Hey there, time traveller!
This article was published 6/9/2012 (3300 days ago), so information in it may no longer be current.
Hope for Phoenix inquiry
Re: Baby's photo begins inquiry (Sept. 6). I hope for two things from the Phoenix Sinclair inquiry:
-- The processes that allowed this to happen are identified and corrected.
-- Whoever is listed as responsible for the failure is compelled to install a suitable grave marker for this poor child.
If you want to remember Phoenix Sinclair, do not say a word. Grab your kids and tell them they are loved.
Toews doesn't get it
In his Sept. 5 letter, Necessary guidance Vic Toews accuses Harold Jantz of missing the point about Canada's directive to accept information obtained by torture in his Sept. 1 column, Toews and a history of torture. What Toews' letter reveals is that Vic Toews doesn't get it.
Jantz wrote that "once we find some reason to accept its results, we have lost any ethical basis to argue against its use." With the Harper government's change in policy, Canada now contravenes its long-held position as a signatory to the International Declaration of Human Rights and the United Nations Convention Against Torture.
"No exceptional circumstances whatsoever, whether a state of war or threat of war, internal political stability, or any other public emergency, may be invoked as a justification of torture." That is the point, Mr. Toews.
There seems to be a basic flaw in the logic governing Vic Toews' position regarding the use of information obtained by torture.
If there is general agreement that such information is unreliable to the point of being useless, how can it be of any help in safeguarding Canada?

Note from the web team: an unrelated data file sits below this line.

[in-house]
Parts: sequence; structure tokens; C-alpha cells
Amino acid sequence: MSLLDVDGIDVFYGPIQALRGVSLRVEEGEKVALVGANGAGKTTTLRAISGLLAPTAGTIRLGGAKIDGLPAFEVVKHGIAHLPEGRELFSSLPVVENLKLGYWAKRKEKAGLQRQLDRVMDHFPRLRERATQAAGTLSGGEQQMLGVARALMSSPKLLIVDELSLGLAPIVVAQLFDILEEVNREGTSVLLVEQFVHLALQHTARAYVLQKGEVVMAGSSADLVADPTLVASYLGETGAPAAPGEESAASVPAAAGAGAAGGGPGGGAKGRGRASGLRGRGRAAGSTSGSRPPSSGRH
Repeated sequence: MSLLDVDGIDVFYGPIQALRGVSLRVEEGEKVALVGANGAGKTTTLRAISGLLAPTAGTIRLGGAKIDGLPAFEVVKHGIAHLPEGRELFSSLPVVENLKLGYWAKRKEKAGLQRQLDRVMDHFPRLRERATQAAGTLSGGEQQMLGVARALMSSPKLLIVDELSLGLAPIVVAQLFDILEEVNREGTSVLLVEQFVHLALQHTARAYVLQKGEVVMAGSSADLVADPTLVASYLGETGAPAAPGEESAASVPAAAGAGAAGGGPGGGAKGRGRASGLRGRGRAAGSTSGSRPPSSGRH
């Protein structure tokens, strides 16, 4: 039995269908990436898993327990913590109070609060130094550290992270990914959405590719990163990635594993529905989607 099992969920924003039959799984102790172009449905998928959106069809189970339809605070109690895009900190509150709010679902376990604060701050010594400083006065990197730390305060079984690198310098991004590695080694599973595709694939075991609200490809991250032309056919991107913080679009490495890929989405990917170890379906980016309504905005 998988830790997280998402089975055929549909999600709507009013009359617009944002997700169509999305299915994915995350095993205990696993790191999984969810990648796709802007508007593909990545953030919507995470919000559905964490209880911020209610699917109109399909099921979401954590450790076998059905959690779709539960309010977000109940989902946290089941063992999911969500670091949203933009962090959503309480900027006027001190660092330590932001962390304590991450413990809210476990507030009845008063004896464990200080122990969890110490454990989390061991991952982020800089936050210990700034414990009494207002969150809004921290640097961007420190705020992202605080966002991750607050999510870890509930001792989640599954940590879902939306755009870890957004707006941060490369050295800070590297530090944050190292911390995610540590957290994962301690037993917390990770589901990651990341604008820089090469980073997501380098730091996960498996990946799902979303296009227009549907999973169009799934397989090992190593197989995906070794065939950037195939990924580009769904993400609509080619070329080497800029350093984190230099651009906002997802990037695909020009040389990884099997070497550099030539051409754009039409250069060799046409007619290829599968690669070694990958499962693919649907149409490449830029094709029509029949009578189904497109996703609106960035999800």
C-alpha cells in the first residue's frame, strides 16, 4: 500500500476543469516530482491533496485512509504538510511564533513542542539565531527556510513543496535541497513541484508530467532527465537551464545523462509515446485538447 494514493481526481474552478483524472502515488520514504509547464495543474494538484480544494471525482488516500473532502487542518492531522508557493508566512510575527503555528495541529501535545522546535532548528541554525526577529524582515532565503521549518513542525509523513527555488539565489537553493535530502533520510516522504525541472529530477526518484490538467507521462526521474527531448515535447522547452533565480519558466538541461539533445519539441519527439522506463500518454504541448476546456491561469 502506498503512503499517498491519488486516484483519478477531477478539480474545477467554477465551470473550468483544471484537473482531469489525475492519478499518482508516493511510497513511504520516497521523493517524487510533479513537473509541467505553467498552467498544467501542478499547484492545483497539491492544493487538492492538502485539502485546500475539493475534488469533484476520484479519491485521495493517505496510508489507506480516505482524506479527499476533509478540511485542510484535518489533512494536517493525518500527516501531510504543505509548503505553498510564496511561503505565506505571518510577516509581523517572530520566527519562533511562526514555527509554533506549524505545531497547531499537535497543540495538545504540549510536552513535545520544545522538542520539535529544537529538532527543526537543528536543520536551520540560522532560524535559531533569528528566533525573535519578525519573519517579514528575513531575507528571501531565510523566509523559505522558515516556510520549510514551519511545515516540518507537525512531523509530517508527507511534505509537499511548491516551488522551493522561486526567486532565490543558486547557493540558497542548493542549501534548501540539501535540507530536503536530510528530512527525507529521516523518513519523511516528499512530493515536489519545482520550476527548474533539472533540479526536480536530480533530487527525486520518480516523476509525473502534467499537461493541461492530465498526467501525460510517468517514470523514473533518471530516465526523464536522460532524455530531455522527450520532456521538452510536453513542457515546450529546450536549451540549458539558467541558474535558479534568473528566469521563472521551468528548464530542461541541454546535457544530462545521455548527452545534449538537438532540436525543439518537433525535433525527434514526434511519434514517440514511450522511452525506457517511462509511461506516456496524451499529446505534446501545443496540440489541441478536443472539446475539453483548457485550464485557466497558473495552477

Offensive and illogical
Colin Craig's misleading column Public servants' costly pay-packet hat trick (Sept. 1) is offensive, illogical and blatantly untrue.
Federal employees are the main contributors to their pension plan -- not taxpayers. Employees contribute more than 10 cents of each dollar earned to both the Federal Public Service Pension Plan and the Canada-Quebec Pension Plan.
Their contributions are factored into the cost of the compensation package and are by no means a gift. Also, employees pay taxes toward the government's contribution.
These sustainable plans pose no undue risk to Canadians. In fact, the chief actuary of Canada reports that the FPSP plan is adequately funded and viable. The funds are managed according to actuarial projections that spread the risk across generations. Pensions are not paid out all at once but over decades as more money comes into the plan.
In the end, the average annual pension received by federal public-sector workers is around $24,500 (2009 figures).
Craig, on the other hand, would prefer individuals to fend for themselves and rely on the market to accumulate savings for retirement. But the effect this would have on communities and the Canadian economy would be devastating.
Public Service Alliance of Canada -- Prairie Region
Why would Colin Craig try to pull down all the benefits unions have acquired? The private sector is only interested in its bottom line.
They'll fight tooth and nail to keep unions out so they can pay their employees low wages, even if it means laying off countless people.
I was a civil servant and I know I worked the required number of hours, as did my co-workers. I'm retired now and am very grateful for the benefits the union negotiated.